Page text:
I want to apply polyurethane (oil based) on my pine table top. The
surface has not been finished, and due to daily use the surface has
many scrathches and dents.
Do I have to fix these scratches and dents before applying the finish?
OR by applying polyurethane, the dents would dissappear as Poly would
fill the dents. If I have to, using sand paper would be enough or I
need to fill them out with putty? The wood color now turns to gold.
Does sanding spoil the color? Any help/suggestion woul be highly
Please see my comments inline below...
On 15 Dec 2003 08:28:16 -0800, fardin email@example.com (FardinA)
The finish is likely to make those dents look much worse...
The poly is a finish. It, indeed, may fill tiny imperfections, but it
is not a "filler."
Any filler that you will use is likely to have color matching
problems. You could well end up with the dents more, rather than less,
Yes, the color that you have is likely to be eliminated by sanding,
but with the application of a finish, some color will return.
I would suggest one of two approaches:
Is wood missing? By that I mean, are there dings where wood was
actually removed from the table top? If not, it may be possible to
improve things by steaming the dents out. Here is one technique: Wet a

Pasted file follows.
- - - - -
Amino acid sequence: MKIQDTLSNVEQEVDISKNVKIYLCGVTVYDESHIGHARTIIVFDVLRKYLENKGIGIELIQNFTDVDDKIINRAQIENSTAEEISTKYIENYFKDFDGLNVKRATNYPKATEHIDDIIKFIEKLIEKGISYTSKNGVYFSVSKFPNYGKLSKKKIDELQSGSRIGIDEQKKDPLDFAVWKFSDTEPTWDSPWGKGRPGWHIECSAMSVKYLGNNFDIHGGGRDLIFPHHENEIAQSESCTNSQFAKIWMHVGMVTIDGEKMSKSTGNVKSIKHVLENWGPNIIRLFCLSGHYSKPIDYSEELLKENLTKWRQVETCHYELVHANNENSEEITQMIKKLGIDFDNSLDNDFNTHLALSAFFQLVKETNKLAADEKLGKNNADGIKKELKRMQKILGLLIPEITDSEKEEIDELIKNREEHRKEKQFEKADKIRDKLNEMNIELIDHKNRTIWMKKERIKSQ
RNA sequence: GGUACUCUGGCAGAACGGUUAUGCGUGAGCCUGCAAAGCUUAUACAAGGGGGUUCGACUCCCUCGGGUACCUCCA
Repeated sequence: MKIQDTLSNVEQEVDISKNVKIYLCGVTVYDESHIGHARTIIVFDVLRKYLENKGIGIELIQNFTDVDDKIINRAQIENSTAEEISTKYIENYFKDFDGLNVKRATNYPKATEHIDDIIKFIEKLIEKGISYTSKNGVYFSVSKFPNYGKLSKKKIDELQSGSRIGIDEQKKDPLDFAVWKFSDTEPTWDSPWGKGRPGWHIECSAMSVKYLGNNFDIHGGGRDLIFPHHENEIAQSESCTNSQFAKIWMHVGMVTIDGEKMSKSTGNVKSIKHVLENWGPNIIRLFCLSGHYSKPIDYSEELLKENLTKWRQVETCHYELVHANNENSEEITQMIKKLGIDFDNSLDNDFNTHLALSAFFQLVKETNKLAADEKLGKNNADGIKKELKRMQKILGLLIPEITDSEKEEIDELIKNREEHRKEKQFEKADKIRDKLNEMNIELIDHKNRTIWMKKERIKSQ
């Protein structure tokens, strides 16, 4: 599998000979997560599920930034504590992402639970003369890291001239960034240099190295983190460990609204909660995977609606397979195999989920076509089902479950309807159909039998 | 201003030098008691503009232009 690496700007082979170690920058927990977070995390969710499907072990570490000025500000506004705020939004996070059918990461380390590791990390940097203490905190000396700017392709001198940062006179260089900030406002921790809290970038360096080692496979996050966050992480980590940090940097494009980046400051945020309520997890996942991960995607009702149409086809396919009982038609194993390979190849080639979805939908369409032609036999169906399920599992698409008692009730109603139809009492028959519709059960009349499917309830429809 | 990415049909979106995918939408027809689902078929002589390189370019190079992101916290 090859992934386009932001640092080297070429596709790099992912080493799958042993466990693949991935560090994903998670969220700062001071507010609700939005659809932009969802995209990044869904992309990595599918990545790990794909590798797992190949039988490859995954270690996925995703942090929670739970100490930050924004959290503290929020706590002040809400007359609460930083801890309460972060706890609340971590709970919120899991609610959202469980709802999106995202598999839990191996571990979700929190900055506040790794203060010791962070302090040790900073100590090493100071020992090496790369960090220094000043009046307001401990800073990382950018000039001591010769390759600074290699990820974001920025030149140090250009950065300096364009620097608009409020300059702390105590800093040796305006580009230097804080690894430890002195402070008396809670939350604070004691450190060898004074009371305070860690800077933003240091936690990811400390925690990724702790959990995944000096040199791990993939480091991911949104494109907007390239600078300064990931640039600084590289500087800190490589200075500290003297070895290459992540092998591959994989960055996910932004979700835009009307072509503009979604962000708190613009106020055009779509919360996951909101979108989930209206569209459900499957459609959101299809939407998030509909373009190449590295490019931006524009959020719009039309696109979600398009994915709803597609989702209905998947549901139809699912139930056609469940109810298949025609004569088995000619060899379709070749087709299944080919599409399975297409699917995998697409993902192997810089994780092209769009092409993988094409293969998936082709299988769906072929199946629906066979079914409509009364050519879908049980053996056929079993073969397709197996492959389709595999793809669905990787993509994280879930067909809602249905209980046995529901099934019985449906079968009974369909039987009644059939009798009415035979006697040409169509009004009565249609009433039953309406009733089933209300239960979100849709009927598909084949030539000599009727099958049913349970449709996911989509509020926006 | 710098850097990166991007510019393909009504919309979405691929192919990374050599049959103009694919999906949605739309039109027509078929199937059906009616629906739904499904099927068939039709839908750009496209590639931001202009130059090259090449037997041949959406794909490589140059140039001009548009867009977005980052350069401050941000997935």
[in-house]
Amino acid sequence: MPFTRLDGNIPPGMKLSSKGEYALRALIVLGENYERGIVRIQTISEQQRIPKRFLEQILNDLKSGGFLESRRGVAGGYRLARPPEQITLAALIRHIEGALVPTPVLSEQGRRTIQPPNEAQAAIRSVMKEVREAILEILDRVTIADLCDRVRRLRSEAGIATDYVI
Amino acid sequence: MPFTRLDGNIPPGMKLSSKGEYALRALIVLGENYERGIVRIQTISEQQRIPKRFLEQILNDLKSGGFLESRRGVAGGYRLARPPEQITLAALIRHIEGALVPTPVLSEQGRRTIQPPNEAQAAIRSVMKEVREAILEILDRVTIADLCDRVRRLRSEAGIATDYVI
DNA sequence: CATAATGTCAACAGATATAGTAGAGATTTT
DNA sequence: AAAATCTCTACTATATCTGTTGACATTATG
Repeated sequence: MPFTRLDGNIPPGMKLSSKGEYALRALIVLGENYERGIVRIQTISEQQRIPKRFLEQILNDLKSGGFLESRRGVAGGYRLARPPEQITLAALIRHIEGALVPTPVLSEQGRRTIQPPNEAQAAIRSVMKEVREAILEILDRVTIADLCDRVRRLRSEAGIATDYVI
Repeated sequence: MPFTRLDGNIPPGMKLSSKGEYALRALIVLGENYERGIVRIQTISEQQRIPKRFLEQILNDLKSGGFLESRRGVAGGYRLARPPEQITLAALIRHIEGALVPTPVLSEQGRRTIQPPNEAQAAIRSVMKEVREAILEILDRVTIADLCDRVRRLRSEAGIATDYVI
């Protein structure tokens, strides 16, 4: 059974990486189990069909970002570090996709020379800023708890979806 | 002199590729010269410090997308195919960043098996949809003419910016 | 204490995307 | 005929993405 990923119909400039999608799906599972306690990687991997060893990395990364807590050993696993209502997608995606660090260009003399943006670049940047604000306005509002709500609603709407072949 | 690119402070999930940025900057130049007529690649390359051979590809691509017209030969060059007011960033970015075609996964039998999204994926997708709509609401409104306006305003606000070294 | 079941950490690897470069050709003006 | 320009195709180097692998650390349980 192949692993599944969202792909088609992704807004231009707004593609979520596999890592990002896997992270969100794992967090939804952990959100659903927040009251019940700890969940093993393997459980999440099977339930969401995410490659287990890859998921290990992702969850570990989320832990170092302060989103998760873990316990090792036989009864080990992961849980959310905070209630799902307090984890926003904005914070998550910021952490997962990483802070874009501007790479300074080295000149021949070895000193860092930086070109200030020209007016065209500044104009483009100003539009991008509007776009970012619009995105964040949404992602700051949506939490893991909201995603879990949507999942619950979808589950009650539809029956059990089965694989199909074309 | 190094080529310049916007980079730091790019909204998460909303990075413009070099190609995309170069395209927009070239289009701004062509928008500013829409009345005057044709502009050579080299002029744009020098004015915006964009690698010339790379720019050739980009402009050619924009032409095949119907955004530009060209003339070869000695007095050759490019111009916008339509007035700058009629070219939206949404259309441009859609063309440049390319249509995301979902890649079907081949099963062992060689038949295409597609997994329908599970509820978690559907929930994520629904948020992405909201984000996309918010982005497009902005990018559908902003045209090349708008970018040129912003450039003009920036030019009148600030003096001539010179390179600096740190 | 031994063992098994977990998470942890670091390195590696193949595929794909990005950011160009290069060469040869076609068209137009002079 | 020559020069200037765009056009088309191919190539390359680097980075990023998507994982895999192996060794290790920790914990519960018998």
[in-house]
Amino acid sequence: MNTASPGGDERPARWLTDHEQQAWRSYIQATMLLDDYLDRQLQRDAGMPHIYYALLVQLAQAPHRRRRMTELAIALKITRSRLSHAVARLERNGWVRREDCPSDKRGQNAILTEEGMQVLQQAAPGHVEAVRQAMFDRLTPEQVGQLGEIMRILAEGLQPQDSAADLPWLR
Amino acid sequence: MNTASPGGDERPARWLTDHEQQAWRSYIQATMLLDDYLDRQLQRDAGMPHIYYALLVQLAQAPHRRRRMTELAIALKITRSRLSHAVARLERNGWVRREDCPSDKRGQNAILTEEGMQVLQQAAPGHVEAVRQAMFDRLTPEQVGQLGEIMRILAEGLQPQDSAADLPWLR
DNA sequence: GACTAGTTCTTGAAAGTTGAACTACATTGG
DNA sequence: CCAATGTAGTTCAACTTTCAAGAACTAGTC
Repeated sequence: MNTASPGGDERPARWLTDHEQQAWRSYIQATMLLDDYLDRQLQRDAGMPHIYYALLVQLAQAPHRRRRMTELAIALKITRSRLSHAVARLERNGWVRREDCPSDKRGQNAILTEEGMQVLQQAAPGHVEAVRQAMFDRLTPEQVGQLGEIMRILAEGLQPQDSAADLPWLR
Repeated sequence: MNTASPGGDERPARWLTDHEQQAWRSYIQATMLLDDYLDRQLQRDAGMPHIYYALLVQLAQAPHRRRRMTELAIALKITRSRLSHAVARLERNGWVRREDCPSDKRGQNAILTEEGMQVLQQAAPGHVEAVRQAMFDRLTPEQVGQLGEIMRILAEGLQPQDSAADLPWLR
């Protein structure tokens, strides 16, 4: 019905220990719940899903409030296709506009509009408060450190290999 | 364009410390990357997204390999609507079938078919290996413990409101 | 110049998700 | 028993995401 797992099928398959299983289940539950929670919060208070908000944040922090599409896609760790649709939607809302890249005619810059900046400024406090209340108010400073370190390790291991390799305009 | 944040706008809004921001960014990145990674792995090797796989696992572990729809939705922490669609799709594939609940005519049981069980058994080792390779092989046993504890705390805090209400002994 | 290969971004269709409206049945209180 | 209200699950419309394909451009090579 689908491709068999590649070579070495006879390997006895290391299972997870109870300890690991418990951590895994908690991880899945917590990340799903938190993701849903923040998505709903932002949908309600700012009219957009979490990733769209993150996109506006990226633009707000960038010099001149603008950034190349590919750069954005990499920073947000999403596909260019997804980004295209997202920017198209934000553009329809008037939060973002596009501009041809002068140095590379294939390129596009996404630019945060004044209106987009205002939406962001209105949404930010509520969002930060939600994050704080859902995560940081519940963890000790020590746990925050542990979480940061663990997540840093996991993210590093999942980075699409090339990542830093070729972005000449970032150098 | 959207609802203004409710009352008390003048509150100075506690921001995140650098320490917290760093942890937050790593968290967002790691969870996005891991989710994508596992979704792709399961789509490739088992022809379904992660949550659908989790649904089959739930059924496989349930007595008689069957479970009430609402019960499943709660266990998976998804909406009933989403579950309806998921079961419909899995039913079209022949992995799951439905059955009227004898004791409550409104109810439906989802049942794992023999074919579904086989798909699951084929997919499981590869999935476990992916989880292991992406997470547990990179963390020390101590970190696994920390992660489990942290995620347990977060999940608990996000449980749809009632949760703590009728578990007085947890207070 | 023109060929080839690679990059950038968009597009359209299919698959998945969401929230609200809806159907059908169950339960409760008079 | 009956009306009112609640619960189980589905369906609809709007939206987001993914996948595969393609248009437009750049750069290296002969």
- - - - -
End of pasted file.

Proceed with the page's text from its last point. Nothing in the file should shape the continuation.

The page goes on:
wad of rag, or tissue. Put it over a dent. Heat it with an iron (of
the laundry sort) until there is a burst of steam. Often, the dents
will no longer be visible. Most dents are caused by a "crushing" of
the tubular structure of the wood. Steaming can often "re-inflate"
It is time consuming, but can work very well.
The other approach is to sand the table top completely. If you go that
route, use a large sanding block so that you end up with a flat table.
Otherwise, you may tend to sand more at the dents resulting in a very
When you are done sanding, you could apply a finish of your choice.
For smaller dings, use a soldering iron tip instead of a laundry iron.
The moisture will swell the wood, but it is likely some resanding will be
necessary. And for larger dings it may take more than one treatment.
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If the top is not too wide, and if it is removable then perhaps you could
use the Normite approach and take it to a shop with a wide belt sander. The
wide belt will remove the imperfections and give you a very flat surface.
Depending on the grit used you may need to do some light sanding with a
R.O.S. using fine grit before applying finish. The sanded top will be
lighter in color but avoid using stain unless color is very important. Pine
usually does not take stain evenly and ends up looking "blotchy". There are
ways to avoid "blotchyness" such as using a clear seal coat then toping with
a finish that adds the color you want.
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